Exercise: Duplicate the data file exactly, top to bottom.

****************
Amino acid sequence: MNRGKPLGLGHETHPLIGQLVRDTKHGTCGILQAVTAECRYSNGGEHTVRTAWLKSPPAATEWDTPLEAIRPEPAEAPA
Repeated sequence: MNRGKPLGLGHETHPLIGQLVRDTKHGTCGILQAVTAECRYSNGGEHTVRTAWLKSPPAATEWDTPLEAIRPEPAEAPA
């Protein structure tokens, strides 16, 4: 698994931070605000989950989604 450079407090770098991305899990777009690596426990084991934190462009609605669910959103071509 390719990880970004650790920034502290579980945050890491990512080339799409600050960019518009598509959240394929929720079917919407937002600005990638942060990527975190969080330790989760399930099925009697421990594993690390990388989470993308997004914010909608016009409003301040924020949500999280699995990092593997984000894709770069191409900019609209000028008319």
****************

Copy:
Amino acid sequence: MNRGKPLGLGHETHPLIGQLVRDTKHGTCGILQAVTAECRYSNGGEHTVRTAWLKSPPAATEWDTPLEAIRPEPAEAPA
Repeated sequence: MNRGKPLGLGHETHPLIGQLVRDTKHGTCGILQAVTAECRYSNGGEHTVRTAWLKSPPAATEWDTPLEAIRPEPAEAPA
């Protein structure tokens, strides 16, 4: 698994931070605000989950989604 450079407090770098991305899990777009690596426990084991934190462009609605669910959103071509 390719990880970004650790920034502290579980945050890491990512080339799409600050960019518009598509959240394929929720079917919407937002600005990638942060990527975190969080330790989760399930099925009697421990594993690390990388989470993308997004914010909608016009409003301040924020949500999280699995990092593997984000894709770069191409900019609209000028008319």